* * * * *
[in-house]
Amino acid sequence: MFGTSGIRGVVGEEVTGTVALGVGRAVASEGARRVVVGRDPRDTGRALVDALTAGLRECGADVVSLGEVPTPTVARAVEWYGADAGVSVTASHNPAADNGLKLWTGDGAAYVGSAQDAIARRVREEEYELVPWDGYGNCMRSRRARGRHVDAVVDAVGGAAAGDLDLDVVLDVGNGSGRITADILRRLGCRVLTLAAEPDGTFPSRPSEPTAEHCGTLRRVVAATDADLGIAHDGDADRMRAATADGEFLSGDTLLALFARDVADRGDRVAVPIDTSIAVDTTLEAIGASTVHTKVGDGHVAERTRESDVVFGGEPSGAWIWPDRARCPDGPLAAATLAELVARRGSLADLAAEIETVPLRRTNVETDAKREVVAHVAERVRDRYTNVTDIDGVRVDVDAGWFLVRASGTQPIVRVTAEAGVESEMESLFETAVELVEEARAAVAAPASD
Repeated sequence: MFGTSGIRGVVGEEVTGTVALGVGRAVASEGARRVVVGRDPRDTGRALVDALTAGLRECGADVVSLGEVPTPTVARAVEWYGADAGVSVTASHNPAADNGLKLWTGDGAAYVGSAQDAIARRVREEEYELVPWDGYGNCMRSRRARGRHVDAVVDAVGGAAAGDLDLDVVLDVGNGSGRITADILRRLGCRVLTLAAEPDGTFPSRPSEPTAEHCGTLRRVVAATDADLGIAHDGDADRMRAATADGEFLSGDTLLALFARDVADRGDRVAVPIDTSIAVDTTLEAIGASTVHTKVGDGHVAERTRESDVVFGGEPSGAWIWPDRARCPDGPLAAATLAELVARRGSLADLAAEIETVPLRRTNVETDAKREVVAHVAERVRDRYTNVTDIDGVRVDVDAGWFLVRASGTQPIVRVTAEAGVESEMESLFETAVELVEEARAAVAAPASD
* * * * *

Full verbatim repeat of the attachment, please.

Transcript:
[in-house]
Amino acid sequence: MFGTSGIRGVVGEEVTGTVALGVGRAVASEGARRVVVGRDPRDTGRALVDALTAGLRECGADVVSLGEVPTPTVARAVEWYGADAGVSVTASHNPAADNGLKLWTGDGAAYVGSAQDAIARRVREEEYELVPWDGYGNCMRSRRARGRHVDAVVDAVGGAAAGDLDLDVVLDVGNGSGRITADILRRLGCRVLTLAAEPDGTFPSRPSEPTAEHCGTLRRVVAATDADLGIAHDGDADRMRAATADGEFLSGDTLLALFARDVADRGDRVAVPIDTSIAVDTTLEAIGASTVHTKVGDGHVAERTRESDVVFGGEPSGAWIWPDRARCPDGPLAAATLAELVARRGSLADLAAEIETVPLRRTNVETDAKREVVAHVAERVRDRYTNVTDIDGVRVDVDAGWFLVRASGTQPIVRVTAEAGVESEMESLFETAVELVEEARAAVAAPASD
Repeated sequence: MFGTSGIRGVVGEEVTGTVALGVGRAVASEGARRVVVGRDPRDTGRALVDALTAGLRECGADVVSLGEVPTPTVARAVEWYGADAGVSVTASHNPAADNGLKLWTGDGAAYVGSAQDAIARRVREEEYELVPWDGYGNCMRSRRARGRHVDAVVDAVGGAAAGDLDLDVVLDVGNGSGRITADILRRLGCRVLTLAAEPDGTFPSRPSEPTAEHCGTLRRVVAATDADLGIAHDGDADRMRAATADGEFLSGDTLLALFARDVADRGDRVAVPIDTSIAVDTTLEAIGASTVHTKVGDGHVAERTRESDVVFGGEPSGAWIWPDRARCPDGPLAAATLAELVARRGSLADLAAEIETVPLRRTNVETDAKREVVAHVAERVRDRYTNVTDIDGVRVDVDAGWFLVRASGTQPIVRVTAEAGVESEMESLFETAVELVEEARAAVAAPASD